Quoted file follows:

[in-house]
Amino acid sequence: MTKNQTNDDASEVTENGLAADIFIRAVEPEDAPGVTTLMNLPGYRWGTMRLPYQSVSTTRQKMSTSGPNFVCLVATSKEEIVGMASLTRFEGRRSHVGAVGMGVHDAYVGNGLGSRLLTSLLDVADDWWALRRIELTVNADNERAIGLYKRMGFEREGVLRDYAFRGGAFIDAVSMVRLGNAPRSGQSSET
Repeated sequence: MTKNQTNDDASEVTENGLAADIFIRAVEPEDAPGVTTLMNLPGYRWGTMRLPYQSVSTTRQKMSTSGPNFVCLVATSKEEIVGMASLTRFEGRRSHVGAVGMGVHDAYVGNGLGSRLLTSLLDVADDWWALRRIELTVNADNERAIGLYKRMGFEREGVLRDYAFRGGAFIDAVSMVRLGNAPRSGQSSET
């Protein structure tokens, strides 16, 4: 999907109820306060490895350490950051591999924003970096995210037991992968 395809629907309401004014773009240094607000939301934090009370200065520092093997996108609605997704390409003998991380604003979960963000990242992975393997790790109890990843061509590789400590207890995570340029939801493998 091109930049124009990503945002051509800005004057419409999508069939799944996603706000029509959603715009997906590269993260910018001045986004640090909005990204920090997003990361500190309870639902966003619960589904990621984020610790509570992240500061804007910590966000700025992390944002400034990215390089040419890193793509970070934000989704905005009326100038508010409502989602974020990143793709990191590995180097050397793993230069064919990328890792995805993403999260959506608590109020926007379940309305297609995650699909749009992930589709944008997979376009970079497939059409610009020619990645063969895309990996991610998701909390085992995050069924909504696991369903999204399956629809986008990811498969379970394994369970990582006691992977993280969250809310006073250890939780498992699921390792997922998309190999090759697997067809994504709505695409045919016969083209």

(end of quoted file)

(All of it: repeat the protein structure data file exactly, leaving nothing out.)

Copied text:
[in-house]
Amino acid sequence: MTKNQTNDDASEVTENGLAADIFIRAVEPEDAPGVTTLMNLPGYRWGTMRLPYQSVSTTRQKMSTSGPNFVCLVATSKEEIVGMASLTRFEGRRSHVGAVGMGVHDAYVGNGLGSRLLTSLLDVADDWWALRRIELTVNADNERAIGLYKRMGFEREGVLRDYAFRGGAFIDAVSMVRLGNAPRSGQSSET
Repeated sequence: MTKNQTNDDASEVTENGLAADIFIRAVEPEDAPGVTTLMNLPGYRWGTMRLPYQSVSTTRQKMSTSGPNFVCLVATSKEEIVGMASLTRFEGRRSHVGAVGMGVHDAYVGNGLGSRLLTSLLDVADDWWALRRIELTVNADNERAIGLYKRMGFEREGVLRDYAFRGGAFIDAVSMVRLGNAPRSGQSSET
């Protein structure tokens, strides 16, 4: 999907109820306060490895350490950051591999924003970096995210037991992968 395809629907309401004014773009240094607000939301934090009370200065520092093997996108609605997704390409003998991380604003979960963000990242992975393997790790109890990843061509590789400590207890995570340029939801493998 091109930049124009990503945002051509800005004057419409999508069939799944996603706000029509959603715009997906590269993260910018001045986004640090909005990204920090997003990361500190309870639902966003619960589904990621984020610790509570992240500061804007910590966000700025992390944002400034990215390089040419890193793509970070934000989704905005009326100038508010409502989602974020990143793709990191590995180097050397793993230069064919990328890792995805993403999260959506608590109020926007379940309305297609995650699909749009992930589709944008997979376009970079497939059409610009020619990645063969895309990996991610998701909390085992995050069924909504696991369903999204399956629809986008990811498969379970394994369970990582006691992977993280969250809310006073250890939780498992699921390792997922998309190999090759697997067809994504709505695409045919016969083209």